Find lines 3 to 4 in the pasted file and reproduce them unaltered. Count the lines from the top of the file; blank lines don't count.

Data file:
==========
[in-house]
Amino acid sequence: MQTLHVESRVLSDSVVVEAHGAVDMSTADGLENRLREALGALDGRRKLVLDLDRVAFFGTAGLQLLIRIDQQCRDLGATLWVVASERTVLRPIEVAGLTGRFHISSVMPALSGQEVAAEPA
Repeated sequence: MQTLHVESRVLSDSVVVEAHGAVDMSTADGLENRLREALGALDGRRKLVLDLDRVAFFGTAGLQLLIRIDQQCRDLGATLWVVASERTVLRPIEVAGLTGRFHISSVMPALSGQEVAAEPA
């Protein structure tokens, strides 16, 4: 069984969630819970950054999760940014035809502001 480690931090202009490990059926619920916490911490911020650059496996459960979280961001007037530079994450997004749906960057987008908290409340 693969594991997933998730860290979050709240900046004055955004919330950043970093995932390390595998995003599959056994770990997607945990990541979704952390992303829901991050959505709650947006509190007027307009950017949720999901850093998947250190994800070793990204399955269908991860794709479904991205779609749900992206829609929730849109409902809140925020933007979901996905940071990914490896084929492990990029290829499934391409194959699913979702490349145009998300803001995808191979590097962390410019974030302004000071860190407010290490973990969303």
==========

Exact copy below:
Repeated sequence: MQTLHVESRVLSDSVVVEAHGAVDMSTADGLENRLREALGALDGRRKLVLDLDRVAFFGTAGLQLLIRIDQQCRDLGATLWVVASERTVLRPIEVAGLTGRFHISSVMPALSGQEVAAEPA
């Protein structure tokens, strides 16, 4: 069984969630819970950054999760940014035809502001 480690931090202009490990059926619920916490911490911020650059496996459960979280961001007037530079994450997004749906960057987008908290409340 693969594991997933998730860290979050709240900046004055955004919330950043970093995932390390595998995003599959056994770990997607945990990541979704952390992303829901991050959505709650947006509190007027307009950017949720999901850093998947250190994800070793990204399955269908991860794709479904991205779609749900992206829609929730849109409902809140925020933007979901996905940071990914490896084929492990990029290829499934391409194959699913979702490349145009998300803001995808191979590097962390410019974030302004000071860190407010290490973990969303």